T2 - the origins of cultural cognition

AU - Tomasello, Michael

AU - Carpenter, Malinda

AU - Call, Josep

AU - Behne, Tanya

AU - Moll, Henrike

PY - 2005/10

Y1 - 2005/10

N2 - We propose that the crucial difference between human cognition and that of other species is the ability to participate with others in collaborative activities with shared goals and intentions: shared intentionality. Participation in such activities requires not only especially powerful forms of intention reading and cultural learning, but also a unique motivation to share psychological states with others and unique forms of cognitive representation for doing so. The result of participating in these activities is species-unique forms of cultural cognition and evolution, enabling everything from the creation and use of linguistic symbols to the construction of social norms and individual beliefs to the establishment of social institutions. In support of this proposal we argue and present evidence that great apes (and some children with autism) understand the basics of intentional action, but they still do not participate in activities involving joint intentions and attention (shared intentionality). Human children's skills of shared intentionality develop gradually during the first 14 months of life as two ontogenetic pathways intertwine: (1) the general ape line of understanding others as animate, goal-directed, and intentional agents; and (2) a species-unique motivation to share emotions, experience, and activities with other persons. The developmental outcome is children's ability to construct dialogic cognitive representations, which enable them to participate in earnest in the collectivity that is human cognition.

AB - We propose that the crucial difference between human cognition and that of other species is the ability to participate with others in collaborative activities with shared goals and intentions: shared intentionality. Participation in such activities requires not only especially powerful forms of intention reading and cultural learning, but also a unique motivation to share psychological states with others and unique forms of cognitive representation for doing so. The result of participating in these activities is species-unique forms of cultural cognition and evolution, enabling everything from the creation and use of linguistic symbols to the construction of social norms and individual beliefs to the establishment of social institutions. In support of this proposal we argue and present evidence that great apes (and some children with autism) understand the basics of intentional action, but they still do not participate in activities involving joint intentions and attention (shared intentionality). Human children's skills of shared intentionality develop gradually during the first 14 months of life as two ontogenetic pathways intertwine: (1) the general ape line of understanding others as animate, goal-directed, and intentional agents; and (2) a species-unique motivation to share emotions, experience, and activities with other persons. The developmental outcome is children's ability to construct dialogic cognitive representations, which enable them to participate in earnest in the collectivity that is human cognition.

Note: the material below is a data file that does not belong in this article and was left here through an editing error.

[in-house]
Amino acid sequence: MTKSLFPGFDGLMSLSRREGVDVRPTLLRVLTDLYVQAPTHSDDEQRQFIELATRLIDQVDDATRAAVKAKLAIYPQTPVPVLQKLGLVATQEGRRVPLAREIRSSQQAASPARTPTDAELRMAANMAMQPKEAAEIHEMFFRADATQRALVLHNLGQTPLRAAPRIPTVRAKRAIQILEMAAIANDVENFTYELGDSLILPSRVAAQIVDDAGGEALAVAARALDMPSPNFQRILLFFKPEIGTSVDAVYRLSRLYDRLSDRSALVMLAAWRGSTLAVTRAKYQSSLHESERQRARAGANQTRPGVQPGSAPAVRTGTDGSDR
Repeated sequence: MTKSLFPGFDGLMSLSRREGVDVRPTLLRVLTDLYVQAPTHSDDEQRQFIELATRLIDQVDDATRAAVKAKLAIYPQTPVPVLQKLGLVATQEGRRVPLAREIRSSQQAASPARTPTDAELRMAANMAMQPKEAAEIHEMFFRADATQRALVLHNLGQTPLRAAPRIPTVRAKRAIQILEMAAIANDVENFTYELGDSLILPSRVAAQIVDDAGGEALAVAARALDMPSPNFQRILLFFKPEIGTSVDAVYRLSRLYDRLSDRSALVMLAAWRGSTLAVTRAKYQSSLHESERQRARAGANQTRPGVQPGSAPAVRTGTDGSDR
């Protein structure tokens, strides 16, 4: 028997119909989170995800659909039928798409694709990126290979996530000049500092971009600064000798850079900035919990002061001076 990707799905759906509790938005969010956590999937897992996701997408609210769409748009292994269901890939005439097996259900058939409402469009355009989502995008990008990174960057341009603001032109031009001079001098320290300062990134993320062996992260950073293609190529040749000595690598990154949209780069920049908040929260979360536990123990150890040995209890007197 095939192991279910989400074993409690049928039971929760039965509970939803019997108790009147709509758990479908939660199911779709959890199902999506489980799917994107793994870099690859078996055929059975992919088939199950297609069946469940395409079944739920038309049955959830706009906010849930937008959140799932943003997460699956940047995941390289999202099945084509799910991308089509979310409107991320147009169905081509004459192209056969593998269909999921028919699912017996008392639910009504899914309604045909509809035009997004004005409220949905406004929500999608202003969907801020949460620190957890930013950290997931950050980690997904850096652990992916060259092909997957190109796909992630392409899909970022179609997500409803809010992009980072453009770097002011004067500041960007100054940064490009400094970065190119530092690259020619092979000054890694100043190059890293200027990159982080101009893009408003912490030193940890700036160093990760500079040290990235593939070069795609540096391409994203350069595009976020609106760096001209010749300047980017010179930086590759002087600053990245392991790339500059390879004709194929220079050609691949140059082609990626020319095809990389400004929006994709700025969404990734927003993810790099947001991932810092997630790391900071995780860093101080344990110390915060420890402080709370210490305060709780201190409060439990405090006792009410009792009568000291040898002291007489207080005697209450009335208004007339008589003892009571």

KW - Aging

KW - Animals

KW - Autistic Disorder

KW - Biological Evolution

KW - Cognition

KW - Cooperative Behavior

KW - Culture

KW - Goals

KW - Humans

KW - Primates

KW - Social Behavior

KW - Volition

U2 - 10.1017/S0140525X05000129

DO - 10.1017/S0140525X05000129

M3 - Article

C2 - 16262930

VL - 28

SP - 675

EP - 691

JO - Behavioral and Brain Sciences

JF - Behavioral and Brain Sciences

SN - 0140-525X

IS - 5

ER -